11.   ff. 44vb-45ra   The Cook of London while the Reve spake
Geoffrey Chaucer, the Cook’s Prologue of the Canterbury Tales — 40 lines in couplets.
Number 145-45
12.   f. 45ra-45rb   A prentice whilom dwelt in our city
Geoffrey Chaucer, the Cook’s Tale of the Canterbury Tales — 58 lines in couplets.
Number 3090-26
13.   ff. 45rb-51ra   Listen and listeneth and harkeneth aright
Gamelyn
Number 4316-32
14.   ff. 51ra-51rb   Our Host upon his stirrups stood anon
Geoffrey Chaucer, the ‘Epilogue’ of the Man of Law’s Tale of the Canterbury Tales — 28 lines in couplets.
Number 725-53
15.   ff. 51rb-55va   At Sarai in the land of Tartary
Geoffrey Chaucer, the Squire’s Tale of the Canterbury Tales — 664 lines in couplets.
Number 2499-34
16.   f. 55va-55vb   In faith Squire thou hast thee well I-quit
Geoffrey Chaucer, the ‘Squire-Franklin Link’ of the Canterbury Tales — 36 lines in couplets.
Number 6535-50
17.   ff. 55vb-63ra   Whilom there was dwelling in Lombardy
Geoffrey Chaucer, the Merchant’s Tale of the Canterbury Tales — 1174 lines in couplets.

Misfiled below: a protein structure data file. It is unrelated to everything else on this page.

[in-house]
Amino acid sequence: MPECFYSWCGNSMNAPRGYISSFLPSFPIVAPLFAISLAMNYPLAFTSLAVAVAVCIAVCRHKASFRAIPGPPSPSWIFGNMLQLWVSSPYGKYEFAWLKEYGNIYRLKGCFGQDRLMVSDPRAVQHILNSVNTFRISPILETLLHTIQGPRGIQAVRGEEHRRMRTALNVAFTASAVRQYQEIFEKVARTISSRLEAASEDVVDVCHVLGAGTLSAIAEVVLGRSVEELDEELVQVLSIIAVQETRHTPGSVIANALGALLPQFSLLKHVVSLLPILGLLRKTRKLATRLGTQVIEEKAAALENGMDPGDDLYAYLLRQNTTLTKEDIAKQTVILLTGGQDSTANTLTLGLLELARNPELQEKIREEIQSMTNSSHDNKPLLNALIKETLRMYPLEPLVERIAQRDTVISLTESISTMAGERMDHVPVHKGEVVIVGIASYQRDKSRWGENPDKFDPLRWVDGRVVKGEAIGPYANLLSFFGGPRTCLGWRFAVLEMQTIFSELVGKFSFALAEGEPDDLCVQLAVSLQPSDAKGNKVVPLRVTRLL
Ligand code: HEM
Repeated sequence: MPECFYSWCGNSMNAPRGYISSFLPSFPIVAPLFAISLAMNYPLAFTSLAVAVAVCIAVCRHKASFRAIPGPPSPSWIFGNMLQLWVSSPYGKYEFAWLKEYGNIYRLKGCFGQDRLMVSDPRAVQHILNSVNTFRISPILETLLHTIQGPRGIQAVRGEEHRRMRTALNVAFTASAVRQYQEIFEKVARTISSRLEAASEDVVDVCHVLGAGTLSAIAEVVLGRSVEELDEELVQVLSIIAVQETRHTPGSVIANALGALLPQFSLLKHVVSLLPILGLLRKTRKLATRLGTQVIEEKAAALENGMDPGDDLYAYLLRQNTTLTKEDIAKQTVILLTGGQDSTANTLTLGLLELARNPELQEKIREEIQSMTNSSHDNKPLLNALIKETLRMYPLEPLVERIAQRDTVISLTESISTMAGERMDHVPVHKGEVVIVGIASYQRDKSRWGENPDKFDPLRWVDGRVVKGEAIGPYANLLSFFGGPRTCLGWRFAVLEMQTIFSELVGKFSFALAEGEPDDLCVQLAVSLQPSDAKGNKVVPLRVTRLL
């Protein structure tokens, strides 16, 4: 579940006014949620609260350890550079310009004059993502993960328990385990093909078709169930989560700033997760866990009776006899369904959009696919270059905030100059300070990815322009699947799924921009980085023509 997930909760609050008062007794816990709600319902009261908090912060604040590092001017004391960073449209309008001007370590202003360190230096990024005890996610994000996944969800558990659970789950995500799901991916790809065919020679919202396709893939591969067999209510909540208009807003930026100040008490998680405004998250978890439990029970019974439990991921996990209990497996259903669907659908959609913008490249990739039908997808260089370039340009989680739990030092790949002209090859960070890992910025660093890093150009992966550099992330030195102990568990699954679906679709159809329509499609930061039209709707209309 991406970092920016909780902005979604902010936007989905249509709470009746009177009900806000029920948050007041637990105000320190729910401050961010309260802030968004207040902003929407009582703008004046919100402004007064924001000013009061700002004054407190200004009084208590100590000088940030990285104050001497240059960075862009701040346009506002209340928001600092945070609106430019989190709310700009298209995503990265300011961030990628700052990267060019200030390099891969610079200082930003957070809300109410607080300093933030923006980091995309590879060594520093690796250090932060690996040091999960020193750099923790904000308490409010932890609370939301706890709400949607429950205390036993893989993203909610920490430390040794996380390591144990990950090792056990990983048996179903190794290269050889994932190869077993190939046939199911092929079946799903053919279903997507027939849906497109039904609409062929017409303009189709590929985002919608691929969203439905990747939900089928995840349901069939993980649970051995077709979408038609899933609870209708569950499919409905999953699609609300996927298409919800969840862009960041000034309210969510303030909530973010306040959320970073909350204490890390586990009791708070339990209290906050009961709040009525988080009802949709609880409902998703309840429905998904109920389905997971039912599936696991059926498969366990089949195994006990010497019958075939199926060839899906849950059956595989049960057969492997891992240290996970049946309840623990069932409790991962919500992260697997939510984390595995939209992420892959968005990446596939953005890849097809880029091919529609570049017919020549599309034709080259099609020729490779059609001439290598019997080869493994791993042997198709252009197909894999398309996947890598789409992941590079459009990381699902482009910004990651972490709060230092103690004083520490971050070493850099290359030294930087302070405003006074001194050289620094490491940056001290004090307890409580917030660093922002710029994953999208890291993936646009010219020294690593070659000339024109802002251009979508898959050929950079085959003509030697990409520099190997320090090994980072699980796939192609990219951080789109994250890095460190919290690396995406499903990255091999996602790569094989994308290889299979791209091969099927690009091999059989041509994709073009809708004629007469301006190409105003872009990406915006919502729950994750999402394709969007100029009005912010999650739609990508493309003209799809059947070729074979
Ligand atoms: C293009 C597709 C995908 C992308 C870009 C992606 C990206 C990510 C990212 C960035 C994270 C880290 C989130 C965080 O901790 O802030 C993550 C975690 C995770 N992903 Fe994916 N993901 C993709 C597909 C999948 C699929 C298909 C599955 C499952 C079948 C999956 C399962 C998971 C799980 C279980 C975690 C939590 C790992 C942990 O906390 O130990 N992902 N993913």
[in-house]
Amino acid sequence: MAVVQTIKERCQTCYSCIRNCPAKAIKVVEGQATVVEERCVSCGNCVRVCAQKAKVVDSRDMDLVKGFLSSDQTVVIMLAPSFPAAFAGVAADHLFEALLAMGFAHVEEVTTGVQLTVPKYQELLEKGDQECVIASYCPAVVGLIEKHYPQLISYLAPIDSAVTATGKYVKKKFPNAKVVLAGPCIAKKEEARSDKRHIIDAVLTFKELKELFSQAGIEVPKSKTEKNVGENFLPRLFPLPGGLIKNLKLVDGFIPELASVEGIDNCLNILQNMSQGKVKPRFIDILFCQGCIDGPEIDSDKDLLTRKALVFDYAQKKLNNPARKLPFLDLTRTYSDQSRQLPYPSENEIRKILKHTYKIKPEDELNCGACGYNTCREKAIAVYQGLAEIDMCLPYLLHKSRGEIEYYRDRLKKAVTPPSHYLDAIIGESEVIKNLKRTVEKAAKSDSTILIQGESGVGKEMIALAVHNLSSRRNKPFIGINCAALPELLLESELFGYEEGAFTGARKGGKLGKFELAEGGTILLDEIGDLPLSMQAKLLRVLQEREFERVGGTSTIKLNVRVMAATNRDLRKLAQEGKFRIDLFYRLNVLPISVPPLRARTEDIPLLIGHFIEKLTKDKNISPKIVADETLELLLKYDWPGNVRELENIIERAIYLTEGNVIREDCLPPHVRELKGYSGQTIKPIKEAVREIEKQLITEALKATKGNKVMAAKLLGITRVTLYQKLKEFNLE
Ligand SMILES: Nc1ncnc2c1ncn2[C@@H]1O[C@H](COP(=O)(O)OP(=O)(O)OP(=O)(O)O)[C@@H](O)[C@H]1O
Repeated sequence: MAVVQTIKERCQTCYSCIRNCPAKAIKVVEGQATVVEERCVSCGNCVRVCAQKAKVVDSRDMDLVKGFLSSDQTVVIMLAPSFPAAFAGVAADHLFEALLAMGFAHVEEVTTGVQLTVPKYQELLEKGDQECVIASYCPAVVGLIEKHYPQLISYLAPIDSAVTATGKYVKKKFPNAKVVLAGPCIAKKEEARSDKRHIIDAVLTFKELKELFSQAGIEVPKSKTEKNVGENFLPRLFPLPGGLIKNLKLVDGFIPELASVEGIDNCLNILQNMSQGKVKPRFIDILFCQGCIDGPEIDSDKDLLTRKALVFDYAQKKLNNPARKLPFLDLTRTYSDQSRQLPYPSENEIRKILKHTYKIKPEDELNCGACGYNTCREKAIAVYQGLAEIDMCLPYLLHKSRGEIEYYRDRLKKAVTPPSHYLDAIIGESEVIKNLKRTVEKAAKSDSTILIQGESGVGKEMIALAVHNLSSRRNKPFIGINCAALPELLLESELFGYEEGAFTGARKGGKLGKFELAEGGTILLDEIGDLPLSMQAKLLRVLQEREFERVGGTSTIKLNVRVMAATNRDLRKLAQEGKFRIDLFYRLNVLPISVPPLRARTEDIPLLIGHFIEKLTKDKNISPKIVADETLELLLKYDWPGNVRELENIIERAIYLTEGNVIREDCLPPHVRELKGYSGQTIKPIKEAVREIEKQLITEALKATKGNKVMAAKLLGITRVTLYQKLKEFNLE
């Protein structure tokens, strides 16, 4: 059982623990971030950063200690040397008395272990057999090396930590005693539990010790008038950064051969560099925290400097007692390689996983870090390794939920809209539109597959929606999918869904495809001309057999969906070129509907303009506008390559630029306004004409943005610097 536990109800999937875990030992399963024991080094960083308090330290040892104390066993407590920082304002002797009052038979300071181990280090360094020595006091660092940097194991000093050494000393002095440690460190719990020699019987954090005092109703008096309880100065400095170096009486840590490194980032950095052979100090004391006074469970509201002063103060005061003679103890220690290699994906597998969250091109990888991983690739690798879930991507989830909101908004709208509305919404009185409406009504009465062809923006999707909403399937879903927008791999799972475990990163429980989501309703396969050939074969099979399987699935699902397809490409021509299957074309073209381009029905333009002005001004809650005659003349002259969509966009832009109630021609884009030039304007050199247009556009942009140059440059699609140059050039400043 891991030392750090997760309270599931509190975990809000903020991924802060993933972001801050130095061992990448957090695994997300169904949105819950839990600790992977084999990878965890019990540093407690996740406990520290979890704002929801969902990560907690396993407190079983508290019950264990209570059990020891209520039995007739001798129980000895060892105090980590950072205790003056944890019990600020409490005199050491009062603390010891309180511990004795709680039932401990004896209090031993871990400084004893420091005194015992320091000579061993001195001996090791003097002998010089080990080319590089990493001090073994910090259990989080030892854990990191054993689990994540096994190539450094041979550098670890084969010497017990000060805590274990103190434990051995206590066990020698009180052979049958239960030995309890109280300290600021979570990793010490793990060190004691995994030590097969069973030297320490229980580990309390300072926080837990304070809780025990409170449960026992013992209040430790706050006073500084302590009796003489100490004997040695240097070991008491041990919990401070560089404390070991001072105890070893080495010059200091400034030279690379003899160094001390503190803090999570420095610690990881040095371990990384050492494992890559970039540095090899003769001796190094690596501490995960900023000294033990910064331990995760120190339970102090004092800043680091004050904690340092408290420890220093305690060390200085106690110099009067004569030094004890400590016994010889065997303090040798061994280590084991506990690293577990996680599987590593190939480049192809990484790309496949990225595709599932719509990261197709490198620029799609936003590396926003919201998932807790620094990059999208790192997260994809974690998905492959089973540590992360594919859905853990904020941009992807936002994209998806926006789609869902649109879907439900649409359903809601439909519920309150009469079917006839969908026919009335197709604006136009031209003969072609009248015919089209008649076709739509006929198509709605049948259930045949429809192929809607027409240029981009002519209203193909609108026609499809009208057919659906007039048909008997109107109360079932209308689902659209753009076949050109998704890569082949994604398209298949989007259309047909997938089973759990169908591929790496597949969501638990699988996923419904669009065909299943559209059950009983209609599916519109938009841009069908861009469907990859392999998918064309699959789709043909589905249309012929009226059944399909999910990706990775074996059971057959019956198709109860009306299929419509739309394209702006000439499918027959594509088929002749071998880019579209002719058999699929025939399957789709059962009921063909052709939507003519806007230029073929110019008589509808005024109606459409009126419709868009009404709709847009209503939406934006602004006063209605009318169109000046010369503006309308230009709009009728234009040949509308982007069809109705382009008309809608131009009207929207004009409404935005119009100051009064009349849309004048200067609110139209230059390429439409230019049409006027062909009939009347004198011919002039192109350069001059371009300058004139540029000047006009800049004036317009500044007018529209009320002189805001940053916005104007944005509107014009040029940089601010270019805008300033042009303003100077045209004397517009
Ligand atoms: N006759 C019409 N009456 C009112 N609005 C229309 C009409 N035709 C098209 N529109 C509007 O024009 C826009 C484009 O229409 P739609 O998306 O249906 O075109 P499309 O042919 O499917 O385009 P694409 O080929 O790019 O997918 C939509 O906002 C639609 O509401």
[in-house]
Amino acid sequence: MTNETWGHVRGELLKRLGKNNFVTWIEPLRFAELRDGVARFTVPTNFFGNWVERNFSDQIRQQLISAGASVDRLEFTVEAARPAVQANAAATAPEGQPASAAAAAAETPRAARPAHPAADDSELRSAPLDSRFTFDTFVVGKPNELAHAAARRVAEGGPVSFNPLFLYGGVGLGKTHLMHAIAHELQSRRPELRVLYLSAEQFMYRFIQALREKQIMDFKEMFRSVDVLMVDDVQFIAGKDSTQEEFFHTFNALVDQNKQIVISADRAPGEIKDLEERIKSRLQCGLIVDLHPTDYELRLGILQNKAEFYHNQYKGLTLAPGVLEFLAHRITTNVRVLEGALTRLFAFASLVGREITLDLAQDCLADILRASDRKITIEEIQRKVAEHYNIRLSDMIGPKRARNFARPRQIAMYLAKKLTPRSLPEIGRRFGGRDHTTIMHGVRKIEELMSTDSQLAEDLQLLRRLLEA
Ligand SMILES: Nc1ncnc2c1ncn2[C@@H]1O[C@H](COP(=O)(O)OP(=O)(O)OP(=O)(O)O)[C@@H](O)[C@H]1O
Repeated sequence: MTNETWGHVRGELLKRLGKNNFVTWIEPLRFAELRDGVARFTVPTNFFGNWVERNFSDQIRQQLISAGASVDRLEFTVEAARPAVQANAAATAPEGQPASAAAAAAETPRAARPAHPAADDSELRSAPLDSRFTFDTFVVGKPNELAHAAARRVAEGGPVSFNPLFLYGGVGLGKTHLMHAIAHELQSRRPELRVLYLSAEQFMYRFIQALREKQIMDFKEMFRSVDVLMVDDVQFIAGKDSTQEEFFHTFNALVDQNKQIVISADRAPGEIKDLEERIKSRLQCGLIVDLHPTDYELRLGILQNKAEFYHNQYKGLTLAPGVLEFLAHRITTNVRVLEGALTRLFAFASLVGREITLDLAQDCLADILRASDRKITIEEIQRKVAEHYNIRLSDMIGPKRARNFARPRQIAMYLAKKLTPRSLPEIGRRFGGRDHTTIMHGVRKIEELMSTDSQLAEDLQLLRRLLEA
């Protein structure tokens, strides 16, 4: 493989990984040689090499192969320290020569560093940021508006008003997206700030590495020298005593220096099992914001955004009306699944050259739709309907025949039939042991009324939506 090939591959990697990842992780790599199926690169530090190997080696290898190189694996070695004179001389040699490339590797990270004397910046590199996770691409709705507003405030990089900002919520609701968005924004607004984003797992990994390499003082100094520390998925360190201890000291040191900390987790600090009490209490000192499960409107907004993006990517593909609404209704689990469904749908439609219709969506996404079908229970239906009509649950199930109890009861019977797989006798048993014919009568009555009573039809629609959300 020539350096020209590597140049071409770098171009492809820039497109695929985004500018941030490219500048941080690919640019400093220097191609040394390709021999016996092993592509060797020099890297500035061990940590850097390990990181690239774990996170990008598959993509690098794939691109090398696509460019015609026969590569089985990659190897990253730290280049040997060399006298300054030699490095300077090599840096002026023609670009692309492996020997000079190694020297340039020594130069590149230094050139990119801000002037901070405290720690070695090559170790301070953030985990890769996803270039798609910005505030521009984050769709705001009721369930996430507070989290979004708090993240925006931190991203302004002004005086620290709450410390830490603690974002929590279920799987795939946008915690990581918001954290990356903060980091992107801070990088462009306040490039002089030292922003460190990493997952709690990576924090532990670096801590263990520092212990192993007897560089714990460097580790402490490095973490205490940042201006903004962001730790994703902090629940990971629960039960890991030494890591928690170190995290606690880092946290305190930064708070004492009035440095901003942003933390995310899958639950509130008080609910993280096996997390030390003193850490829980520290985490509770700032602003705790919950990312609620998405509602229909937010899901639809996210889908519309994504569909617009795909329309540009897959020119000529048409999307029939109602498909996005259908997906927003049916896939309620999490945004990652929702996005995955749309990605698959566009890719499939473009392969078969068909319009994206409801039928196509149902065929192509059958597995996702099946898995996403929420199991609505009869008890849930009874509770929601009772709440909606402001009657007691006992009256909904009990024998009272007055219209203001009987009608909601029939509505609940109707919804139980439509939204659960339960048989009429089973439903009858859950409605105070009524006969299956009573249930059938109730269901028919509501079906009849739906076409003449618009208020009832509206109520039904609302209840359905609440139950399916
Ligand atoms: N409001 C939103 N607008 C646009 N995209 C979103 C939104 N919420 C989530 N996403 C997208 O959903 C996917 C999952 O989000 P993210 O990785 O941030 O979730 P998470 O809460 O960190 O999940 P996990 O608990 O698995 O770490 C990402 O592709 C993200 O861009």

Number 4315-53
18.   ff. 63ra-63vb   Our Host saw well that the bright sun
Geoffrey Chaucer, the Introduction to the Man of Law’s Tale of the Canterbury Tales — 98 lines in couplets.
Number 3929-51
19.   ff. 63vb-64ra   O hateful harm condition of poverty
Geoffrey Chaucer, the Man of Law’s Prologue of the Canterbury Tales — 35 lines (five stanzas) in rhyme royal.
Number 2587-59
20.   ff. 64ra-70rb   In Syria whilom dwelt a company
Geoffrey Chaucer, the Man of Law’s Tale of the Canterbury Tales — 1026 lines in rhyme royal stanzas.
Number 1242-53
21.   ff. 70rb-74vb   Experience though none auctoritee
Geoffrey Chaucer, the Wife of Bath’s Prologue of the Canterbury Tales — 856 lines in couplets, with some versions including additional lines.
Number 5573-58
22.   ff. 75ra-81va   There is at the west side of Italy
Geoffrey Chaucer, the Clerk’s Tale of the Canterbury Tales —1155 lines in rhyme royal stanzas.
Number 745-35
23.   f. 81va   Ay Gods mercy said our Host tho
Geoffrey Chaucer, the ‘Merchant’s Endlink’ of the Canterbury Tales — 22 lines in couplets.
Number 5024-36
24.   f. 81va   Squire come near if it your will be
Geoffrey Chaucer, the ‘Squire’s Headlink’ of the Canterbury Tales — 8 lines in couplets.